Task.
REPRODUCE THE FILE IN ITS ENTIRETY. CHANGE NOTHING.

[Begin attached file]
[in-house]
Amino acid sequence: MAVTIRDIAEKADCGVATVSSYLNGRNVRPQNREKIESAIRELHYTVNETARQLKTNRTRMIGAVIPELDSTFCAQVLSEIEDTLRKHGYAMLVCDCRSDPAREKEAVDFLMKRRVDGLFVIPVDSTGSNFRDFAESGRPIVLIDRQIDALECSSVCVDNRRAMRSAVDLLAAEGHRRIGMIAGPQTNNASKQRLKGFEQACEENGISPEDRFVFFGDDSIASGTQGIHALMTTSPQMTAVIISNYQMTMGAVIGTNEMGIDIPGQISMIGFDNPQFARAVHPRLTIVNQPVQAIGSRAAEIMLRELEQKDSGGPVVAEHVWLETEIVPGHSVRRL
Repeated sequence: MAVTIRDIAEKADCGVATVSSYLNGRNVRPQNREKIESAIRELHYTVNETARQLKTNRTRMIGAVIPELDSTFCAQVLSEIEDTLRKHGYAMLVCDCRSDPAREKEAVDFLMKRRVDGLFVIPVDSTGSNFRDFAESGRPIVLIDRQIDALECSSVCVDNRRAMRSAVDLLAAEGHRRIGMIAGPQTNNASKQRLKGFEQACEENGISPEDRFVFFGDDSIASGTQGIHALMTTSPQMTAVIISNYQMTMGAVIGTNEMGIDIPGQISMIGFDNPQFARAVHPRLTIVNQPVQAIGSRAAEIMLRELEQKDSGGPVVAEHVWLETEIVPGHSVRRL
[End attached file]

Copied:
[in-house]
Amino acid sequence: MAVTIRDIAEKADCGVATVSSYLNGRNVRPQNREKIESAIRELHYTVNETARQLKTNRTRMIGAVIPELDSTFCAQVLSEIEDTLRKHGYAMLVCDCRSDPAREKEAVDFLMKRRVDGLFVIPVDSTGSNFRDFAESGRPIVLIDRQIDALECSSVCVDNRRAMRSAVDLLAAEGHRRIGMIAGPQTNNASKQRLKGFEQACEENGISPEDRFVFFGDDSIASGTQGIHALMTTSPQMTAVIISNYQMTMGAVIGTNEMGIDIPGQISMIGFDNPQFARAVHPRLTIVNQPVQAIGSRAAEIMLRELEQKDSGGPVVAEHVWLETEIVPGHSVRRL
Repeated sequence: MAVTIRDIAEKADCGVATVSSYLNGRNVRPQNREKIESAIRELHYTVNETARQLKTNRTRMIGAVIPELDSTFCAQVLSEIEDTLRKHGYAMLVCDCRSDPAREKEAVDFLMKRRVDGLFVIPVDSTGSNFRDFAESGRPIVLIDRQIDALECSSVCVDNRRAMRSAVDLLAAEGHRRIGMIAGPQTNNASKQRLKGFEQACEENGISPEDRFVFFGDDSIASGTQGIHALMTTSPQMTAVIISNYQMTMGAVIGTNEMGIDIPGQISMIGFDNPQFARAVHPRLTIVNQPVQAIGSRAAEIMLRELEQKDSGGPVVAEHVWLETEIVPGHSVRRL